BCB, a Singaporean Blockchain protocol that develops and supports smart city solutions, has entered a partnership with the Department of Science and Technology (DOST) branch in the Philippines. According to a news release published on November 23, both parties have already signed a MoA (memorandum of agreement).
As per the official announcement, BCB Blockchain and the Philippines’ Council for Industry, Energy, and Emerging Technology Research and Development (PCIEETRD) would work together on developing smart cities and Blockchain-based applications. As part of the deal, BCB has already released $300,000. The fund would be used in supporting startup accelerators and incubators in the Philippines.
To ensure that local startups would be more inclined to create applications and projects that are geared towards the establishment of smart cities, BCB has reached out to local establishments that can provide additional knowledge and expertise. There are educational institutions that would also help in conducting research and in promoting hackathons and other activities.
CEO Douglas Gan of BCB said in an interview that by providing technical knowledge to the new partner, the designated branch in the Philippines would be more competitive in terms of designing projects and building applications for smart cities. Gan also guaranteed that BCB Blockchain would offer extensive support such as funding, workshops, and event hosting throughout the process.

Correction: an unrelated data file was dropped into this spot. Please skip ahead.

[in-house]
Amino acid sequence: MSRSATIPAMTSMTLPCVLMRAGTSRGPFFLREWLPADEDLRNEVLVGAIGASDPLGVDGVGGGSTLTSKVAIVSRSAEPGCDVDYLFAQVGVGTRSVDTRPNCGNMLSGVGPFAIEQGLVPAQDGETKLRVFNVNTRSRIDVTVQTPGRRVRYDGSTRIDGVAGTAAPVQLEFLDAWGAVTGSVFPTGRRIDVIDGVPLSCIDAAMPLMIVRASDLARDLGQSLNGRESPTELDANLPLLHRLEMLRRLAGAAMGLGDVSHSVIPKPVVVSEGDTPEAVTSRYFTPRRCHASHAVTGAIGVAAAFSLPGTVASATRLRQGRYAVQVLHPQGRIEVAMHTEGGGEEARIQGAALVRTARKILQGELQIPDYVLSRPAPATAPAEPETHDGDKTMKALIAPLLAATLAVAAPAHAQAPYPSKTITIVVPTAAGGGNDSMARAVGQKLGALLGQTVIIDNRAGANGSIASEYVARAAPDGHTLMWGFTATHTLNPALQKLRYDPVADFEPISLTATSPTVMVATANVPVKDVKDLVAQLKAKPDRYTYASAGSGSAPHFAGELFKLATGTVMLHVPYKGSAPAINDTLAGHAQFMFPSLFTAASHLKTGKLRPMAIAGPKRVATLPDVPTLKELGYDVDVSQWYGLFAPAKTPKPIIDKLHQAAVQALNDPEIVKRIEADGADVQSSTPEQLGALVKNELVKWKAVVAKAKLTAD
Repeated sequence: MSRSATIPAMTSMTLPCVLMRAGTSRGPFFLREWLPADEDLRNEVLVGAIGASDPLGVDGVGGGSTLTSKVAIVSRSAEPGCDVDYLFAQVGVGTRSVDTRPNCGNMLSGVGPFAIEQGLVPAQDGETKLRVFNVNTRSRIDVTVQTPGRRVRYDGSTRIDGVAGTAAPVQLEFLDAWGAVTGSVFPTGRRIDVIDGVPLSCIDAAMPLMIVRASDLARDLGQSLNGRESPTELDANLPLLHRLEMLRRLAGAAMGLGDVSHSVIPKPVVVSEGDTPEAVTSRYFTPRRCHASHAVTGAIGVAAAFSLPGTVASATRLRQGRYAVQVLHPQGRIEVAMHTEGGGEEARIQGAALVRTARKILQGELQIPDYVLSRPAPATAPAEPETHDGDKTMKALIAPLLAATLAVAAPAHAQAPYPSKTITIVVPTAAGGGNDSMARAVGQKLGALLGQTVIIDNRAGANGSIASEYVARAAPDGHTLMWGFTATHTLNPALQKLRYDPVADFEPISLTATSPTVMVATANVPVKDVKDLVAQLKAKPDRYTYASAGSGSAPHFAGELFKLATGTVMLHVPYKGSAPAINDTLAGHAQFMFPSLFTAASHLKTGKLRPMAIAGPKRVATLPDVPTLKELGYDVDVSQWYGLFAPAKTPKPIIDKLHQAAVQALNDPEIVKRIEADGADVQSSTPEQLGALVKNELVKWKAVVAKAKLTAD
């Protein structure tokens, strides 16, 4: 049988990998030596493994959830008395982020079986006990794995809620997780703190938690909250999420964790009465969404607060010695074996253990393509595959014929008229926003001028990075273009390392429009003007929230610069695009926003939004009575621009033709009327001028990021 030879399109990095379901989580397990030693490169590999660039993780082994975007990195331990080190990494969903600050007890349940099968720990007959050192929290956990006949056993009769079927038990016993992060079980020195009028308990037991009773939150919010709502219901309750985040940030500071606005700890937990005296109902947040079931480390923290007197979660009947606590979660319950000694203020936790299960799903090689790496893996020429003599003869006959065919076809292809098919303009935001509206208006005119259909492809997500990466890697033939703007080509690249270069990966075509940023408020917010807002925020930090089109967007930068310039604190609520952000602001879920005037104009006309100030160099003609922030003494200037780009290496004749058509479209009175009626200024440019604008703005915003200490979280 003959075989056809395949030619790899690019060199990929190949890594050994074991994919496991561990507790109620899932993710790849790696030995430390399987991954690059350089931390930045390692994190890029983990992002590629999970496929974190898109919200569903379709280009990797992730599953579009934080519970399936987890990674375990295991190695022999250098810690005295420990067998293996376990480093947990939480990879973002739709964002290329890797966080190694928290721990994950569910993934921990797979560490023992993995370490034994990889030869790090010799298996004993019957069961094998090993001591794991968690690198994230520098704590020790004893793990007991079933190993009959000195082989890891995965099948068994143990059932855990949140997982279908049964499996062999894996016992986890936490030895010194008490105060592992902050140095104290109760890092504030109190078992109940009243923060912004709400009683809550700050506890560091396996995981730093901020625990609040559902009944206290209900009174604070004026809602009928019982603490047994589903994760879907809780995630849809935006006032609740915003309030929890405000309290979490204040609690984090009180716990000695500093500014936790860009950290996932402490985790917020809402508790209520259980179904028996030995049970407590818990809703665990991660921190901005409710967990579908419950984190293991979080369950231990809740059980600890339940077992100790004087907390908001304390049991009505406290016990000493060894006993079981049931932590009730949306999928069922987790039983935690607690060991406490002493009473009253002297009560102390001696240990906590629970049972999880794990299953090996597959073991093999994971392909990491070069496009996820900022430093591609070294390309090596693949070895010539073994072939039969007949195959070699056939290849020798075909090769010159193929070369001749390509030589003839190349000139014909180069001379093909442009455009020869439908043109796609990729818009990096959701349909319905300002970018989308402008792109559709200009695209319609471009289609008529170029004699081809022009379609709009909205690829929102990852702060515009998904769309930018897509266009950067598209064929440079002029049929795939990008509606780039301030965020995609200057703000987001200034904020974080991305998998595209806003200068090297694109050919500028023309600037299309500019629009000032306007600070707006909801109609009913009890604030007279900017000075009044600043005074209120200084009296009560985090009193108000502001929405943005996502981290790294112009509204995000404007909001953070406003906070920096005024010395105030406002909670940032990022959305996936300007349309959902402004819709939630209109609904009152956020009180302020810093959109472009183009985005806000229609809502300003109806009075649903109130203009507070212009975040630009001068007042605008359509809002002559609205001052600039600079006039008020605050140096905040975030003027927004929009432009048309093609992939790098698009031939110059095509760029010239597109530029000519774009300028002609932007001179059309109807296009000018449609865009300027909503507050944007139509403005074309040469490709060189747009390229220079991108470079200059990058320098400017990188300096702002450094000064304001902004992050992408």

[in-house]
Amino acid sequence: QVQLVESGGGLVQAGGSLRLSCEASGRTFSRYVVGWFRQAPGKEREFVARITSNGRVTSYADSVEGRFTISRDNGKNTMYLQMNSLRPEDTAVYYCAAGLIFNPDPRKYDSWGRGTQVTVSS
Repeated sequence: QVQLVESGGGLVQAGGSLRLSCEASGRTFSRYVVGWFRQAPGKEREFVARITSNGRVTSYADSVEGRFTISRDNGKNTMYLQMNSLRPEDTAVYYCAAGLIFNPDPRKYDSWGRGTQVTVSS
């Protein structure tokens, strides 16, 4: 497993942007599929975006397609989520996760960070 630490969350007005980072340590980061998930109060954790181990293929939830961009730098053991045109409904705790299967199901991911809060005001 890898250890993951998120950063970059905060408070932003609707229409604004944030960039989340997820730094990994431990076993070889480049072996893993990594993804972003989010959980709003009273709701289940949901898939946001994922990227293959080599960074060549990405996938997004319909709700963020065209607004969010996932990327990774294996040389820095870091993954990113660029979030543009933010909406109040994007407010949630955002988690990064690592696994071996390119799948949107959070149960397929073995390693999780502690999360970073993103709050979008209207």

Aside from partnering with BCB Singapore, the Department of Information and Communications Technology (DICT) of the Philippines also locked a partnership with Monsoon Blockchain Storage, a Blockchain startup based in the United States. Notably, the latter would serve as DICT’s tech advisor. Furthermore, the company would offer socio-economic analyses and cost-benefit services that would enhance the development of Blockchain-based solutions in the country.
Grace Poe, incumbent senator of the Philippines, stressed that lawmakers in the country should not rush in developing fintech regulations. She noted that the majority of Filipinos do not know the technology, so they must be provided with proper education first.